Mexicans approve president-elect’s proposals in referendum

Mexican President-elect Andres Manuel Lopez Obrador listens during a meeting with Ricardo Salinas and other business leaders in Mexico City, Thursday, Nov. 22, 2018. The president-elect and Salinas signed an accord to offer internships within the Salinas Group for 12,000 young people and to create programs to assist tens of thousands of additional youth. (AP Photo/Rebecca Blackwell)

Results released Monday show voters in Mexico approved all ten pet projects of President-elect Andres Manuel Lopez Obrador in a referendum questioned because of low turnout.

Lopez Obrador has touted referendums as a way to give people power in determining policies, but critics say the latest process was hurt by the way the questions were worded, a lack of information and the fact that only about one in 90 registered voters participated.

Lopez Obrador’s most controversial plan, a train that would connect the main tourist attractions across the Yucatan Peninsula, had the highest level of rejection at 6.6 percent, but was still approved by 88.9 percent of voters.

The president-elect has set a starting date for pursuing the “Maya Train” after he takes office on Dec. 1, although he hasn’t submitted environmental impact statements or consulted indigenous communities.

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A group of environmentalists sent a petition asking him to rethink the project.

“Mr. President-elect, we have just come off 30 years in which past administrations have imposed mega-projects on the country without sufficiently serious studies,” they wrote in November.

The ballot for the referendum assured voters the train “will not affect the environment,” but did not cite any evidence.

Lopez Obrador brushed off experts’ criticism, accusing them of being out-of-touch with the people.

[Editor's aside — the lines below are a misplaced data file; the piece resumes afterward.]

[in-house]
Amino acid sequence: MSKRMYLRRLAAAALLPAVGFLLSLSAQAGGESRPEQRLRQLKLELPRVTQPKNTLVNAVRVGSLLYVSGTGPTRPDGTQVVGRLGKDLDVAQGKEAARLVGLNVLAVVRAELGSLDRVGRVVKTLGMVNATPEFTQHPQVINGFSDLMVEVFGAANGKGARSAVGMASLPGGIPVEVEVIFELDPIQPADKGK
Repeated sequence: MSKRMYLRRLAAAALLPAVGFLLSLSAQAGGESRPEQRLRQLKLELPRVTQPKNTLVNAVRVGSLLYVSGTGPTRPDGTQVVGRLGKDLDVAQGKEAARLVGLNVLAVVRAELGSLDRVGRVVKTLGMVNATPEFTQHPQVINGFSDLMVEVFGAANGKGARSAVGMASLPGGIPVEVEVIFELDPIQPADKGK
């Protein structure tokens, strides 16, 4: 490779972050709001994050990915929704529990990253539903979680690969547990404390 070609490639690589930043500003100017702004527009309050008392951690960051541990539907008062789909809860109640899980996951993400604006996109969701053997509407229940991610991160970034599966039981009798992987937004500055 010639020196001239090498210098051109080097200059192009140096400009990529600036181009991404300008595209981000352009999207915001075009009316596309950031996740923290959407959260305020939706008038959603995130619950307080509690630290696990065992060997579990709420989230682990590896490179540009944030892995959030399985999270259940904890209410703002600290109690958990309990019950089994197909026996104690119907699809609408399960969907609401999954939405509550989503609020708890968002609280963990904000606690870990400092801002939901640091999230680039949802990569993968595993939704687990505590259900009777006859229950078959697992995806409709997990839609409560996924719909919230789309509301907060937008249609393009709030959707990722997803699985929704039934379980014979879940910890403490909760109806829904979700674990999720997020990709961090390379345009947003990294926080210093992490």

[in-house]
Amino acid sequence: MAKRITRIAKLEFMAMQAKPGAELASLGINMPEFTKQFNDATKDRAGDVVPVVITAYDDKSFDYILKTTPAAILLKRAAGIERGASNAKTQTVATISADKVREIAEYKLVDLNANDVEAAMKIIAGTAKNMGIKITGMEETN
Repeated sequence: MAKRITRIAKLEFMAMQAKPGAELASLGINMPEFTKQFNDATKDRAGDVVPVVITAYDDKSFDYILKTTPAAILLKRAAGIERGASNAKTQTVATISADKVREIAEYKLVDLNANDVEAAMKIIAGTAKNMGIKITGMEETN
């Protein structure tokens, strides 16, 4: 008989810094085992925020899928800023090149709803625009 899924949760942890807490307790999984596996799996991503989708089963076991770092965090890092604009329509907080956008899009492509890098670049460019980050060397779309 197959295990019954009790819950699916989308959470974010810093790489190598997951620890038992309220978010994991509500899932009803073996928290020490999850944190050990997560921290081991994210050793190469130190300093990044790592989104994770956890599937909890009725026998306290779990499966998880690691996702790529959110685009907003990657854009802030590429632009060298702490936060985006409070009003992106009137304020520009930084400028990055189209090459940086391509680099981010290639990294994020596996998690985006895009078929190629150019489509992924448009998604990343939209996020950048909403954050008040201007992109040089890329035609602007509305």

“Look at what the petition-signers don’t know, I say it with all respect and I recognize the majority are very smart people, but as amazing it sounds, they need to make contact with the people in the countryside,” Lopez Obrador wrote of his critics.

The train aims to connect the colonial city of Merida with resorts like Cancun, Playa del Carmen and Tulum before it continues through sparsely populated areas like Bacalar, Calakmul and Palenque. Some experts say the northern leg of the route makes economic sense, but the southern part runs across a jungle.

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A total of 946,000 people participated in the weekend referendum, which was the second that has been held since Lopez Obrador was elected in a landslide.

The referendum also approved plans to construct an oil refinery, build a rail link between the Pacific and Gulf of Mexico, raise supplementary payments for the elderly, implement a massive reforestation program, and offer free internet and better health care. Each ballot measure, including those concerning youth scholarships and work-training programs, received between 90 and 95 percent approval.

Gustavo de la Vega, a 30-year-old industrial designer, was one of those lined up at a Mexico City voting booth to participate in the referendum Sunday. He voted against the train project because of its cost.

“The idea of a referendum is good, but it was badly organized,” said de la Vega. “If it is not done well, it runs the risk of people losing faith in referendums.”

In a move that throws into question Lopez Obrador’s respect for the constraints on presidential power that have been forged in Mexico over the last 25 years, workers have already started clearing land in a costal mangrove area for the oil refinery.

The project hasn’t been formally approved and some doubt whether it makes much financial sense.

Lopez Obrador is irritated by the fact that Mexico imports much of its refined gasoline from the United States because its own refineries aren’t up to the task.

A native of the southern state of Tabasco, he also has vowed to champion projects in the country’s often poor and underdeveloped southeast.

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